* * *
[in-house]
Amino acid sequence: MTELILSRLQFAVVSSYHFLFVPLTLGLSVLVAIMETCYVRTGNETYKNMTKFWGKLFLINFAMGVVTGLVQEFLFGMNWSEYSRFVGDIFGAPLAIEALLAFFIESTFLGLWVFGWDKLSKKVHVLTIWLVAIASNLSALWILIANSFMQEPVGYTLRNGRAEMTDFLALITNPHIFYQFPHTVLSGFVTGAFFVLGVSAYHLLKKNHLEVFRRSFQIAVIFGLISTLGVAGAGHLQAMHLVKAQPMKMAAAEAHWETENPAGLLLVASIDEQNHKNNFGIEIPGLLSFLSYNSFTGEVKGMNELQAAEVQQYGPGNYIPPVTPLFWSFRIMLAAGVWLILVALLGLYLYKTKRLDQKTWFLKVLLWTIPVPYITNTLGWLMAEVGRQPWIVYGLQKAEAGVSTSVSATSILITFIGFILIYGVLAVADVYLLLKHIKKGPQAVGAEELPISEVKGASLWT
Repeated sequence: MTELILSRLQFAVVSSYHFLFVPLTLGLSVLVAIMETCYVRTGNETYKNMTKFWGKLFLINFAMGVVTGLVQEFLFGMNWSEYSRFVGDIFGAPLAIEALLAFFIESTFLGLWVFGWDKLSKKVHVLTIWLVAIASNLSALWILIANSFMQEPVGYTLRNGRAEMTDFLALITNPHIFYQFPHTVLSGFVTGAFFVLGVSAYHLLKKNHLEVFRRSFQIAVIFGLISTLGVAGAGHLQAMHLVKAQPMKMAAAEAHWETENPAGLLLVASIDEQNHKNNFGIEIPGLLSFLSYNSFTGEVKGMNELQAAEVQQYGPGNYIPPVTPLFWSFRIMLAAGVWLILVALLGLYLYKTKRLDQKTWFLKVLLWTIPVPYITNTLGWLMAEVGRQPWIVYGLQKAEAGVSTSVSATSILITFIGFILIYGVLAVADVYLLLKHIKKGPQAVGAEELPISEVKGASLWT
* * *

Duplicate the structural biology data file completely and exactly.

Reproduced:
[in-house]
Amino acid sequence: MTELILSRLQFAVVSSYHFLFVPLTLGLSVLVAIMETCYVRTGNETYKNMTKFWGKLFLINFAMGVVTGLVQEFLFGMNWSEYSRFVGDIFGAPLAIEALLAFFIESTFLGLWVFGWDKLSKKVHVLTIWLVAIASNLSALWILIANSFMQEPVGYTLRNGRAEMTDFLALITNPHIFYQFPHTVLSGFVTGAFFVLGVSAYHLLKKNHLEVFRRSFQIAVIFGLISTLGVAGAGHLQAMHLVKAQPMKMAAAEAHWETENPAGLLLVASIDEQNHKNNFGIEIPGLLSFLSYNSFTGEVKGMNELQAAEVQQYGPGNYIPPVTPLFWSFRIMLAAGVWLILVALLGLYLYKTKRLDQKTWFLKVLLWTIPVPYITNTLGWLMAEVGRQPWIVYGLQKAEAGVSTSVSATSILITFIGFILIYGVLAVADVYLLLKHIKKGPQAVGAEELPISEVKGASLWT
Repeated sequence: MTELILSRLQFAVVSSYHFLFVPLTLGLSVLVAIMETCYVRTGNETYKNMTKFWGKLFLINFAMGVVTGLVQEFLFGMNWSEYSRFVGDIFGAPLAIEALLAFFIESTFLGLWVFGWDKLSKKVHVLTIWLVAIASNLSALWILIANSFMQEPVGYTLRNGRAEMTDFLALITNPHIFYQFPHTVLSGFVTGAFFVLGVSAYHLLKKNHLEVFRRSFQIAVIFGLISTLGVAGAGHLQAMHLVKAQPMKMAAAEAHWETENPAGLLLVASIDEQNHKNNFGIEIPGLLSFLSYNSFTGEVKGMNELQAAEVQQYGPGNYIPPVTPLFWSFRIMLAAGVWLILVALLGLYLYKTKRLDQKTWFLKVLLWTIPVPYITNTLGWLMAEVGRQPWIVYGLQKAEAGVSTSVSATSILITFIGFILIYGVLAVADVYLLLKHIKKGPQAVGAEELPISEVKGASLWT